Personally I, at this point, really enjoy the practice of the law. I love digging into the minutiae to found something obscure and just frankly love reading and research the law. And I don't mind spending a lot of my days and nights devoting my energies towards doing those things. Obviously, the money is a nice by product.

But I have several classmates who after last summer (we just graduated) are already second guessing doing this for a living because those chose law school because they didn't know what to do with their life and heard the law made good money. One friend has already said that she is out after a year of practice (she obviously didn't tell the firm), another friend a year ahead of us is already talking about quitting and going into the peace corps, and another friend is studying for the bar and afterwords will immediately start applying for MLS programs because she can't imagine actually practicing.

It's not like on TV and for a lot of people (like my aforementioned friends) it's just not for them. I probably think of my friends and acquaintances, that less than 20% actually love the law and can't imagine doing anything else. Not to say that others won't stick it out but I do think a good chunk of the remaining 80% won't be attorneys 10 years from now. 

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Re: A question for people working in Biglaw...
« Reply #18 on: August 08, 2008, 10:35:41 PM »
tag

kipford

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Re: A question for people working in Biglaw...
« Reply #19 on: August 09, 2008, 10:51:38 AM »
tag.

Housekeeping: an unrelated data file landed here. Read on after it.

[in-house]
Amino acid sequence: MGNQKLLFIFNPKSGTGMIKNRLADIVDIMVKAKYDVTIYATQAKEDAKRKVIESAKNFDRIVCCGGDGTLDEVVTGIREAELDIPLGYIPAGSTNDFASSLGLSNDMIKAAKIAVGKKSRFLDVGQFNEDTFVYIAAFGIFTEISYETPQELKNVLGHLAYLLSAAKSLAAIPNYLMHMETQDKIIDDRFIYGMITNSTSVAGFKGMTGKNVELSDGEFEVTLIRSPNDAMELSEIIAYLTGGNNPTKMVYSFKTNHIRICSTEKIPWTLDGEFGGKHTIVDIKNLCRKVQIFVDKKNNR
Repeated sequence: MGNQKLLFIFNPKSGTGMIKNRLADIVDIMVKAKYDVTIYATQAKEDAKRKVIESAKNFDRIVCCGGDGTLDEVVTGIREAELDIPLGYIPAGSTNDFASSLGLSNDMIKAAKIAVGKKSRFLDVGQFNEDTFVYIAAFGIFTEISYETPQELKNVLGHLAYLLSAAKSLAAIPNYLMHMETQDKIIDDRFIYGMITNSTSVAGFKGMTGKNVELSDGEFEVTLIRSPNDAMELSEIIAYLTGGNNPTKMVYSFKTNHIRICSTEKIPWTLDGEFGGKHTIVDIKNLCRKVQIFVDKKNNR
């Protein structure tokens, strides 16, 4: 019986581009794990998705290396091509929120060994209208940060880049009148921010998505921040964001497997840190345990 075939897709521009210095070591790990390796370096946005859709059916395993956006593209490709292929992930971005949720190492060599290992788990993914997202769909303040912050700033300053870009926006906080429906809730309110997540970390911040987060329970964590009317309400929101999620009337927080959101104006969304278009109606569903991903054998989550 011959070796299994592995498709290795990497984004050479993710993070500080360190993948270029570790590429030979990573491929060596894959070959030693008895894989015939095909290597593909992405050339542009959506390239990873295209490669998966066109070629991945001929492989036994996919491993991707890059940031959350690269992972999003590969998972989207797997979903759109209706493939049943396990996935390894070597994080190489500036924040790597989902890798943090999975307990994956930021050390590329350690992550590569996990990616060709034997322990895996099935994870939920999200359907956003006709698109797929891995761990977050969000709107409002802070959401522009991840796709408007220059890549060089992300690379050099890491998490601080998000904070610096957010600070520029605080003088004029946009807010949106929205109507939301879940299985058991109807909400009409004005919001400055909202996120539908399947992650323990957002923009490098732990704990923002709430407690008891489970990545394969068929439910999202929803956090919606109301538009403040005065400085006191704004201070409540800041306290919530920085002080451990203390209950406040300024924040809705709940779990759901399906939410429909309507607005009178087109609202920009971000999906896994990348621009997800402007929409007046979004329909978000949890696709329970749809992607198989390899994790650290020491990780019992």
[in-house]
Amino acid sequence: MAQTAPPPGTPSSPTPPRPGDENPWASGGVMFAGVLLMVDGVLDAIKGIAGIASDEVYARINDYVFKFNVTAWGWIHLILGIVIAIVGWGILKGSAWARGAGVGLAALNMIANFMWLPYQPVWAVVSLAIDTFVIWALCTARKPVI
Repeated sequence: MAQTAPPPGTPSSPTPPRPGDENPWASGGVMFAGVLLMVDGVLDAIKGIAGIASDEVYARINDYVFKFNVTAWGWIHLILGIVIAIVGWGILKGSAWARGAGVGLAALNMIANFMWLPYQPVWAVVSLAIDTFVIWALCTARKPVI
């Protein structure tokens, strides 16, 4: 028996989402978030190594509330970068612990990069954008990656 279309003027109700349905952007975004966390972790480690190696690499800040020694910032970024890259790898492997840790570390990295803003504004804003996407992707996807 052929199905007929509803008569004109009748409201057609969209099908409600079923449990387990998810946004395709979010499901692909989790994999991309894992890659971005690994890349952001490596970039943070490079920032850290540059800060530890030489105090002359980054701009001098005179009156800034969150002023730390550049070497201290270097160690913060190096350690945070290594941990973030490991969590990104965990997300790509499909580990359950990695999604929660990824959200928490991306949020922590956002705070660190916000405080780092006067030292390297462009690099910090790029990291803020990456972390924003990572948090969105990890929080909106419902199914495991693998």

What type of people love it?  Good writers who are fond of detail?

Also, I would love to hear some discussion of BigLaw salaries in Chicago.

Personally I, at this point, really enjoy the practice of the law. I love digging into the minutiae to found something obscure and just frankly love reading and research the law. And I don't mind spending a lot of my days and nights devoting my energies towards doing those things. Obviously, the money is a nice by product.



I'm only a rising 2L so take this with a grain of salt!

I agree-I think that people who love the law are, in fact, those that get excited by the minutiae.  I externed for a Federal Judge this summer and got to deal with some small distinctions in the law that had large consequences for the case.  I found it exciting/facinating to take an issue, start to learn about the basics, and then see the nuances by reading through numerous cases.

I think one has to be able to "get" it also-to be able to read cases and see what is the same and what is different, and put the pieces together when dealing with lot of case law.  If you enjoy this, you will (from my limited experience) enjoy the law.

One other thing-I think you have to both enjoy looking for coherence (for how things fit together) and also be able to deal with dissonance (where there are contradictory strains).  Often the law is in accordance but sometimes it isn't.  I have one friend that hated law school because of the ambiguity that sometimes exists.  I enjoy the struggle to find how it all fits, but don't get frustrated when it doesn't fit that neatly.  In fact, that is sometimes when the law is at its most interesting.

Again, this is based on very limited experience and firm work may be VERY different...